There’s a darkness in Cash’s past that’s kept him from ever letting anyone get too close, but he can’t seem to stay away from Emma, who seems to be the one to finally break through his tough exterior and steal this cowboy’s heart. 

After escaping an abusive relationship, Emma Frank ventures back down to the town she grew up. There she runs into the man she had a crush on through high school, Cash Walker. All grown up, Cash has a few issues of his own weighing down on him. Emma can’t seem to shake off the tendrils of the past. STOLEN AWAY is about how these two people survive and thrive and grow. This is all the while the reader get’s some intrigue and suspense, begging the question: how do you get away from someone who is wherever you look, and, when you do get free, how do you begin again?

The Characters

I THINK WE NEED TO GIVE BEST CHARACTER DEVELOPMENT TO THE KITTENS BECAUSE THEY’RE JUST SO DANG CUTE AND FUZZY. But in all seriousness, this book did good letting me get to know the characters, who they are, and what makes them who they are. Emma’s been through some super horrible times, and so has Cash. Both varying degrees of similar abuse patterns. This makes it so that they have a human that understands where they’re coming from when they say they feel unlovable and broken. They’re not alone.

Besides them, there are also all the snazzy chicks and dudes from about town who help to keep Emma safe from her ass of an ex husband.

The Plot

The heartbreak! The drama! The learning to love again! The letting yourself be loved again! The twists and turns!

I may not completely adore this book, but it definitely kept me entertained. The premise was easy to follow, not overtly complicated (which, in my honest opinion, is both a good and a bad thing), and did not lack in romance.

I didn’t highlight the quote (I know, I’m cursing myself too) but in the beginning, Emma said something about re-building/discovering herself before getting into anything. Although I wish she had stuck with that idea a little bit more though the book (but, let’s be real—how many can resist a sweet+hot cowboy?) I think she did re-find herself, and heal. It may have not been the way that I was hoping, but it was how I was expecting.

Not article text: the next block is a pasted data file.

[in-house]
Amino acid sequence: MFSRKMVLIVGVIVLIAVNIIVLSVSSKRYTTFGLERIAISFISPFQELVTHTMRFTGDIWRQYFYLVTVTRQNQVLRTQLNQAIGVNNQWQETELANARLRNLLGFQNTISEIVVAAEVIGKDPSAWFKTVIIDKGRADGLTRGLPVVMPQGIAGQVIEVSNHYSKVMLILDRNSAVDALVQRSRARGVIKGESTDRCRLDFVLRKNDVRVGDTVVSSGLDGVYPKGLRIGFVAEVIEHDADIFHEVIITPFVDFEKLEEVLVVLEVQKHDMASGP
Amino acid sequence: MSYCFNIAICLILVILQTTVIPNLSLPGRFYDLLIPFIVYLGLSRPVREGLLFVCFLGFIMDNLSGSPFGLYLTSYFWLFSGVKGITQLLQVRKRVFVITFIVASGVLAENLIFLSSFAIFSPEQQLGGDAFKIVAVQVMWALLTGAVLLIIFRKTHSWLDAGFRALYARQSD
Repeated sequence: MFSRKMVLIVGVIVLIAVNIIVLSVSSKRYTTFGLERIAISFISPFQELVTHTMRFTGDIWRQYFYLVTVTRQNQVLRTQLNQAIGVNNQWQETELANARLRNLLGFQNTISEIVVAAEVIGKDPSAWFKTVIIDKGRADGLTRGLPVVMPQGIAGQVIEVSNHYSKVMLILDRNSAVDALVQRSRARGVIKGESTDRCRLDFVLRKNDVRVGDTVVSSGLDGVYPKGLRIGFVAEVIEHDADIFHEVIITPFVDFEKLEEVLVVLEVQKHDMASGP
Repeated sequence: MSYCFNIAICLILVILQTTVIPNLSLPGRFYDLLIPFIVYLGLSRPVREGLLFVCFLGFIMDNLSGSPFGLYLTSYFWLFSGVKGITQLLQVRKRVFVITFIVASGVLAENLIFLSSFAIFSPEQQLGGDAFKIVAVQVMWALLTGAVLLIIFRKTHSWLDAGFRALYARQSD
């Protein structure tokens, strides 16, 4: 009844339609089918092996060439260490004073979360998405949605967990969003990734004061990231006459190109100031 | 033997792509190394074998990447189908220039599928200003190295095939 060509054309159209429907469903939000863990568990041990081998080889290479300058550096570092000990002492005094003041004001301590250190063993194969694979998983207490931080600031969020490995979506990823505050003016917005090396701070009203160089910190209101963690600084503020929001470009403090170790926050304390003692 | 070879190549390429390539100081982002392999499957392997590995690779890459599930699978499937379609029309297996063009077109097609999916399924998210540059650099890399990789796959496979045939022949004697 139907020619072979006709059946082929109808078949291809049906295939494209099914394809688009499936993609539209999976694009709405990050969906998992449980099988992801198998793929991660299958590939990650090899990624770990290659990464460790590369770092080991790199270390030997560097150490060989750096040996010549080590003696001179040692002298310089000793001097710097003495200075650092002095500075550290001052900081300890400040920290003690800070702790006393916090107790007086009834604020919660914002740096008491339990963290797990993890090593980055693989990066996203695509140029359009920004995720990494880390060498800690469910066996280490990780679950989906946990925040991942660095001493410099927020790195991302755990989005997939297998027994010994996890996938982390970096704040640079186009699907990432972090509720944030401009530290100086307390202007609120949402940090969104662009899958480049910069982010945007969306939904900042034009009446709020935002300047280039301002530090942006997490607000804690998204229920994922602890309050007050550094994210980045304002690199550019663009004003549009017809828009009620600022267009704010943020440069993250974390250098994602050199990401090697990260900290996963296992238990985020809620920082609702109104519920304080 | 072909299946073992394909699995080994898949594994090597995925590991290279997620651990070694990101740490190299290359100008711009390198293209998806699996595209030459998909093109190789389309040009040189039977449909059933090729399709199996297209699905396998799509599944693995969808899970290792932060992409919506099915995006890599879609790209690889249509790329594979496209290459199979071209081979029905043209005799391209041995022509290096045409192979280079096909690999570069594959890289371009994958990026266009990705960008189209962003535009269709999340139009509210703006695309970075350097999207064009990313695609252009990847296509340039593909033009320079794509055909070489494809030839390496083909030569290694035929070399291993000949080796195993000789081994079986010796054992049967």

Which isn’t a bad thing. But, the plot followed that. And, really, I liked it. She’s a heroine we can all root for. Her and her kitten pal.

So, In the End

While I do genuinely like the characters, the book wasn’t one-hundred percent for me. There were ups and downs. I wasn’t completely feeling it, and it was SUPER predictable. Not a bad thing—just not really what I was in the mood for.

#BookLook || A Walk in the Sun by Michelle Zink

a walk in the sun

a walk in the sun by nobentspines featuring leather man bags

My Two Cents
So, obviously anyone who says they don’t need that watch in their lives is lying to you. As for me? I need that watch and those shoes and thAT PURSE SOMEONE HOLD ME.
It’s so wonderful and blue and scalloped. 
I like it a whole bunch. 
About the Book
In this Bridges of Madison County for teens, Michelle Zink weaves a magnetic tale about summer love that stays with you long after the seasons change.
Rose Darrow never wanted to spend her life working on her family’s farm. But when her family is rocked by an unexpected tragedy she has no choice but to put her plans for the future—and dreams of escaping her small town—on hold. 
Bodhi Lowell left home as a kid and hasn’t looked back. Years of working farm jobs has given him the one thing he wants most: freedom to travel without answering to anyone. He’s already looking past his job at Darrow Farm and plans on leaving in September—until he meets Rose. 
Neither Rose nor Bodhi can deny the sparks flying between them, but with the end of summer looming, they must decide if it is better to have loved and lost than never to have loved at all….

People doing Bad Things with Good Intentions || A Rant to Top all Rants